A Bolivian Adventure- The Road to Sorata

 

Soggy sky,
Fog and mud,
Mountain pass,
Another rut.

Land Cruiser,
Bikes on roof,
Brazilian driver,
And a dirt road that wanders.

Six with driver,
All cramped inside.
Hours of driving
Relentless ride.

A lot of dozing,
Engine droning,
And a Pink Floyd song
Floats through the speakers.

A dream, he wonders?

Over the crest
And then we stop.

Unload the bikes,
Attach the wheels,
To Sorata we ride.

No need to pedal,
It’s mostly down,
But check your brakes,
Control your speed.

Intriguingly,
We’re riding a fine line,
Between old world and new.

Muted colors of the Altiplano,
Wool Ponchos, and Fedora’s.
Brilliantly contrasted
With lightweight bicycles,
Colorful jerseys and helmets.
Soon, the town appears
In the valley below.

No surprise- the map said it would happen.

So, on down we go.

Get to town,
Find the hotel,
Unload the stuff,
Take a shower.

But there’s no water.

So,

Take a nap,
Wander the hallways.
Consider the snake skins,
Along with some maps.

And then it happens,
The water comes back.
Wash off the road,
Break-out the wine.

Finally, it’s time to tell the tales.
While there was nothing gruesome,
Or crashes that day,
There is still so much that remains to say.

Ultimately, it’s off to sleep.
Quiet time to wonder, ponder, and dream.

About the things to yet unfold.

Some will seem profound, others trivial,
Many unexpected, and all amazing.

And each with a story
That begs to be told.

For what it’s worth
A word of advice…

Embrace the unknown,
Hang on for the ride,
Travel the road,
Make adventure your guide.

Audio Version:

The Trip to Corcovado

Sleeping in the Jungle

Corcovado,
Costa Rica,
Rivers, jungles,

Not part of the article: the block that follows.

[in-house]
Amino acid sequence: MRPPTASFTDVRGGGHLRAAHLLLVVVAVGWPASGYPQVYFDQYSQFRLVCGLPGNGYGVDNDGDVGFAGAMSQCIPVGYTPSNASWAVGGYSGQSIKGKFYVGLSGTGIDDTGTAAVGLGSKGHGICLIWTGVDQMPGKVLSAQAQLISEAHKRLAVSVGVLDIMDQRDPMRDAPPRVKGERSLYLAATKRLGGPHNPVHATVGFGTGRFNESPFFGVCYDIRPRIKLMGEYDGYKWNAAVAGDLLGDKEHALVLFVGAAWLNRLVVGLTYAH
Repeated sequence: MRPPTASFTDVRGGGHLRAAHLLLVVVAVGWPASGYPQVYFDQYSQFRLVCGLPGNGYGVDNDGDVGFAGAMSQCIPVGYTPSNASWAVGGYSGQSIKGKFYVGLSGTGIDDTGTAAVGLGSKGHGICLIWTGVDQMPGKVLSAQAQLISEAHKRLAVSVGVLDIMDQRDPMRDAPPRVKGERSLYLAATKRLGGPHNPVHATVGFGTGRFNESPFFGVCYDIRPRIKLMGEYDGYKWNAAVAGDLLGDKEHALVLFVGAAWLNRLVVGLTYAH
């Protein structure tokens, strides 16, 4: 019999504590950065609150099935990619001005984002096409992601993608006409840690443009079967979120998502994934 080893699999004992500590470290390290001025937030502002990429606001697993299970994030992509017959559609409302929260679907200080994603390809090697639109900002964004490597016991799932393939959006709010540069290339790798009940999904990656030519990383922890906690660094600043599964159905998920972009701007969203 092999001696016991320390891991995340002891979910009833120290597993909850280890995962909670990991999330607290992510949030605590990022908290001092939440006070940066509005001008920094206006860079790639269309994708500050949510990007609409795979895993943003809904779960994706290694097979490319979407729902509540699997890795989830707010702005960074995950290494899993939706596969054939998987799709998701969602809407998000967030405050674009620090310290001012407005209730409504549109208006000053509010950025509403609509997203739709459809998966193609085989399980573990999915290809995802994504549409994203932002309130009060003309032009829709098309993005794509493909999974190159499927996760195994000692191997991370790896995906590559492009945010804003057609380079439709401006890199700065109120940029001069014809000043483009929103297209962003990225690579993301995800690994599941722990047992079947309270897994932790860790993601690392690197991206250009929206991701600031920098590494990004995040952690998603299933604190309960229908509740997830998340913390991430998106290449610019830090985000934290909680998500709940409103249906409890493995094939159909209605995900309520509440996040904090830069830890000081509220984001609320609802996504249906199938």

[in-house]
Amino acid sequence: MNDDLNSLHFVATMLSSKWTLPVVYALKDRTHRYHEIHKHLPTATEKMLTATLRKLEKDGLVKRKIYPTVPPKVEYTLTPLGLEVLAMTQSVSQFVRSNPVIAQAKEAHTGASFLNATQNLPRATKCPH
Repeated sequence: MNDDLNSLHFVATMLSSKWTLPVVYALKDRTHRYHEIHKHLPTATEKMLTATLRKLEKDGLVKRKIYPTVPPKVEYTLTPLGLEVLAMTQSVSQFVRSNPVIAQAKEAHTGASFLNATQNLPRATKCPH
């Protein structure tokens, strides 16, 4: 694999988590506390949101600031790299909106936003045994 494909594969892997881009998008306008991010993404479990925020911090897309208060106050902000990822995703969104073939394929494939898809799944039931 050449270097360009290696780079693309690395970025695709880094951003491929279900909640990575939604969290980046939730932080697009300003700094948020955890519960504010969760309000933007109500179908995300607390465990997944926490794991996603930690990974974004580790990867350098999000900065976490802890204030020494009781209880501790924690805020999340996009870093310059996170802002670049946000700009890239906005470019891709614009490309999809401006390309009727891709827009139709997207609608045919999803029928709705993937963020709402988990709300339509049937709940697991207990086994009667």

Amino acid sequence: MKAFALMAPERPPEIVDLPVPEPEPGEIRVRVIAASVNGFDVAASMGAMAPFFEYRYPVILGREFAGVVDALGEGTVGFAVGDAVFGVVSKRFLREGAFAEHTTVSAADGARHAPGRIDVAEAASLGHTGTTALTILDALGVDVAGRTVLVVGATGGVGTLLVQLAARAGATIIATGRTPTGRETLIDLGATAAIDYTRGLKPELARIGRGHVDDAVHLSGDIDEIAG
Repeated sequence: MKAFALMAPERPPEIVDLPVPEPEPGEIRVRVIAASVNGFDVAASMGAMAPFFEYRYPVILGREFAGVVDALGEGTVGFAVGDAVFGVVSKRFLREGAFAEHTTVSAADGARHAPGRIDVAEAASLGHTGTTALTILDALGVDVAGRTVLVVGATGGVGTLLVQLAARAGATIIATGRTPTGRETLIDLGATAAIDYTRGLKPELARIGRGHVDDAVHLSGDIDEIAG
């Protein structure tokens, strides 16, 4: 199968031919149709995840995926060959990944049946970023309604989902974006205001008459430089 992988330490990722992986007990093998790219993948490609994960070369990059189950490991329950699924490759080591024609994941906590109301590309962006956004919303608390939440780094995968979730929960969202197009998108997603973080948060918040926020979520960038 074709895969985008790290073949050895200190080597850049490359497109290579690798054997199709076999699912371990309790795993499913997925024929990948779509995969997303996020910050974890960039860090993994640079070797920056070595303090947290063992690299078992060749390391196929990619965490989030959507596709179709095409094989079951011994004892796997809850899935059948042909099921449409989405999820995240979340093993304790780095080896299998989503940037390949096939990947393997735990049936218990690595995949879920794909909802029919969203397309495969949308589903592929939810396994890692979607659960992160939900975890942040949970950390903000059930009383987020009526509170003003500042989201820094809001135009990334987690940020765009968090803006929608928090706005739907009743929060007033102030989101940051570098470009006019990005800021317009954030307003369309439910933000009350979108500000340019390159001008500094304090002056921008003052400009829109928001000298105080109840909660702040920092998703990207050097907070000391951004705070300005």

Pura Vida.

To the station
Called Sirena.
Must cross the inlet,
Before dark.
When rising tide
Will let the sharks
Into the river to feed.

Heavy backpacks,
Walk on beach,
Sloping sand,
Glaring sun,
And Howler Monkeys
Screeching in the forest.

That race is won,
And we arrive unscathed.

So, we…

Unpack the packs,
Set up the tents.
Cook the supper,
Then dishes rinse.

Restless night,
Hot and sweaty,
Lot’s to see,
We will be ready.

Trees and bushes,
Bugs and birds.
A world alive,
Beyond mere words.

Down the runway,
One dark night.
Perhaps a Tapir,
Will catch our light.
And it does.

The next day…

We walk to ocean,
To fish and look.
A great big shark,
Just bends the hook.

The big fish are everywhere,
And a feeding frenzy begins.

The next day it happens,
We pack the gear.
Time to go,
The end is near.

Into the forest,
A path is taken.
With heavy packs,
And legs a achin’.

Thorns and vines,
Mud and sand.
To the north,
Lay promised land.

Unseen gold miners,
A guard with gun.
Miles of walking,
But all still fun.

Then like always,
The end arrives.
One last step taken,
Our lives awakened

Audio Version:

Not a Shark

Life’s Mysteries

Alpine View

Open the gate.
They await.

Unknown, unique;
Unanticipated,
Beyond imagination.

So simple,
So complex.

You might reach a summit
In the middle of a foggy night,
And stand on a rock looking out